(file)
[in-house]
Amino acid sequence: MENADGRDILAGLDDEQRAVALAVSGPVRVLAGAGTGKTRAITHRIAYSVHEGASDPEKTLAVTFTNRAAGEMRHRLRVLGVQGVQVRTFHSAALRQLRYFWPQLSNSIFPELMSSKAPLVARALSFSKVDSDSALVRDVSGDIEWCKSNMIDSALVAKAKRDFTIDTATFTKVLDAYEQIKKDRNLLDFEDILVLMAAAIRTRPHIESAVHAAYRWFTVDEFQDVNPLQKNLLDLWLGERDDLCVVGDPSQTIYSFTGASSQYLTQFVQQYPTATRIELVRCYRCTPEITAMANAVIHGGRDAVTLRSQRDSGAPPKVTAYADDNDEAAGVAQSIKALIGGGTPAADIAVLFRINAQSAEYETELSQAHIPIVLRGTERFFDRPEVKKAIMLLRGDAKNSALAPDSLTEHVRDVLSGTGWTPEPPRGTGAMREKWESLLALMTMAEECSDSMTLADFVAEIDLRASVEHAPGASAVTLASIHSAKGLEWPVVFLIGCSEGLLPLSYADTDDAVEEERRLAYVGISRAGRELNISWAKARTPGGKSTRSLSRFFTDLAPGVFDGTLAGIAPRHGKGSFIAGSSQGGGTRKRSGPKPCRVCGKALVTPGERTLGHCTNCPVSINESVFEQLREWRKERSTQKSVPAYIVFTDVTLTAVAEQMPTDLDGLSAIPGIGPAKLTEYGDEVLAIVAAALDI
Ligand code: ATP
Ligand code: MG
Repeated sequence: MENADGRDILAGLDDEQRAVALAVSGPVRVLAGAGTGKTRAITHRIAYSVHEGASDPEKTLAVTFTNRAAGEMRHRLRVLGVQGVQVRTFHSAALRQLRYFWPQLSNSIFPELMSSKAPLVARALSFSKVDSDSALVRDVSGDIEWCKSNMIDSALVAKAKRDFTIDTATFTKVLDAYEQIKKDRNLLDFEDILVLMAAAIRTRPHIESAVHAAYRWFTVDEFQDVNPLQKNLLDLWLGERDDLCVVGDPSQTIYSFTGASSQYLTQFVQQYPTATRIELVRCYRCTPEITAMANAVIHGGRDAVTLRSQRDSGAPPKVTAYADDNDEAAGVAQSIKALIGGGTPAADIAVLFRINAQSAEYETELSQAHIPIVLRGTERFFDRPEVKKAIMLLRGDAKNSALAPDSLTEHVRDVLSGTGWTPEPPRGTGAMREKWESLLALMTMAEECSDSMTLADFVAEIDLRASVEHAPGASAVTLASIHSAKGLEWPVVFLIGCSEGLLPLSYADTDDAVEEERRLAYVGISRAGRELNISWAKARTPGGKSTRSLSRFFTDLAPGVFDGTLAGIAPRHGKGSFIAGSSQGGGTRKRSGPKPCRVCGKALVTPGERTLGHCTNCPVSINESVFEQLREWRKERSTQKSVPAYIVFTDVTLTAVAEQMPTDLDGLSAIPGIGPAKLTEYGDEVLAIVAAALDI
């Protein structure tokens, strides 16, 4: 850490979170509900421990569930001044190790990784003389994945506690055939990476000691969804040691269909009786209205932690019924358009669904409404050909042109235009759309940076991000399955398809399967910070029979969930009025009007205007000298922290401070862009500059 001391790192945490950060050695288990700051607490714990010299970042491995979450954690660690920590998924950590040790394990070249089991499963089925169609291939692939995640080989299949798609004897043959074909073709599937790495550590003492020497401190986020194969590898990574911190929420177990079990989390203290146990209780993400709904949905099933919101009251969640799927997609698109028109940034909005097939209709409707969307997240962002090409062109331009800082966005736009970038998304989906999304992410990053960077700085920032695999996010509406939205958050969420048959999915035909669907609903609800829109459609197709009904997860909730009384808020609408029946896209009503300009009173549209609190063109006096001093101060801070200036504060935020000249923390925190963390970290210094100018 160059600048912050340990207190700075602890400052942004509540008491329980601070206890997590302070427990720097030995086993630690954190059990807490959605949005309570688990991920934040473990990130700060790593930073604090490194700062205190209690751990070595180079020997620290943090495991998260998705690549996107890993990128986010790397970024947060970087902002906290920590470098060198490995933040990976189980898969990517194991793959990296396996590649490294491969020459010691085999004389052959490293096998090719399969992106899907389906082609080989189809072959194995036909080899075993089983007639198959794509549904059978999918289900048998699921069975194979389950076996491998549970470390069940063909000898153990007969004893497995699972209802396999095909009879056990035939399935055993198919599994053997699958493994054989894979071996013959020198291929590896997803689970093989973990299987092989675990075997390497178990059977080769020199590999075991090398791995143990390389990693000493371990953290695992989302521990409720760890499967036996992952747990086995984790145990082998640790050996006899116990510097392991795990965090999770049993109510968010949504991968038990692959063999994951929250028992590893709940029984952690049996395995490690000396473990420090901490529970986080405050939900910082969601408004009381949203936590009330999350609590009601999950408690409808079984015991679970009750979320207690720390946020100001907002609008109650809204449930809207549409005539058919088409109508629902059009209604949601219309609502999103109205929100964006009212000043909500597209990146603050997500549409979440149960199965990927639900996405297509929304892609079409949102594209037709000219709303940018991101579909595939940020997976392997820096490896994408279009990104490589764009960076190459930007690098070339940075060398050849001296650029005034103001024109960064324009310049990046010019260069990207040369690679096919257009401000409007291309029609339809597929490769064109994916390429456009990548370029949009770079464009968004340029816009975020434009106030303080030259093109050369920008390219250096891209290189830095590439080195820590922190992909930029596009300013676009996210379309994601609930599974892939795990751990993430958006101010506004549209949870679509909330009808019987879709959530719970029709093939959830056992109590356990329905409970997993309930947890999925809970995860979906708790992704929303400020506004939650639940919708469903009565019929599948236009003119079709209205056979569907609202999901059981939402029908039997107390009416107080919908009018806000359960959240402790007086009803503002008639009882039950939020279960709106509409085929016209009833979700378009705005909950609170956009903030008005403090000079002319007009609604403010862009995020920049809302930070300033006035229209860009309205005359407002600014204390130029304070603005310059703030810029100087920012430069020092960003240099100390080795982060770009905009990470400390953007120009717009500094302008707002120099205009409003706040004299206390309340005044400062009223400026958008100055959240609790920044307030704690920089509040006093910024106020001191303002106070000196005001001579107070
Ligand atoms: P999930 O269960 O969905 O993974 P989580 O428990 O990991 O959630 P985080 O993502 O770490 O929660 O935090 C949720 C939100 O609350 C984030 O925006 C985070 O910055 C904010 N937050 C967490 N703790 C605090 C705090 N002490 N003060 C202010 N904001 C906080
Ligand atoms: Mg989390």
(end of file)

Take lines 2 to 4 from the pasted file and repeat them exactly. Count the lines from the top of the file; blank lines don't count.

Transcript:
Amino acid sequence: MENADGRDILAGLDDEQRAVALAVSGPVRVLAGAGTGKTRAITHRIAYSVHEGASDPEKTLAVTFTNRAAGEMRHRLRVLGVQGVQVRTFHSAALRQLRYFWPQLSNSIFPELMSSKAPLVARALSFSKVDSDSALVRDVSGDIEWCKSNMIDSALVAKAKRDFTIDTATFTKVLDAYEQIKKDRNLLDFEDILVLMAAAIRTRPHIESAVHAAYRWFTVDEFQDVNPLQKNLLDLWLGERDDLCVVGDPSQTIYSFTGASSQYLTQFVQQYPTATRIELVRCYRCTPEITAMANAVIHGGRDAVTLRSQRDSGAPPKVTAYADDNDEAAGVAQSIKALIGGGTPAADIAVLFRINAQSAEYETELSQAHIPIVLRGTERFFDRPEVKKAIMLLRGDAKNSALAPDSLTEHVRDVLSGTGWTPEPPRGTGAMREKWESLLALMTMAEECSDSMTLADFVAEIDLRASVEHAPGASAVTLASIHSAKGLEWPVVFLIGCSEGLLPLSYADTDDAVEEERRLAYVGISRAGRELNISWAKARTPGGKSTRSLSRFFTDLAPGVFDGTLAGIAPRHGKGSFIAGSSQGGGTRKRSGPKPCRVCGKALVTPGERTLGHCTNCPVSINESVFEQLREWRKERSTQKSVPAYIVFTDVTLTAVAEQMPTDLDGLSAIPGIGPAKLTEYGDEVLAIVAAALDI
Ligand code: ATP
Ligand code: MG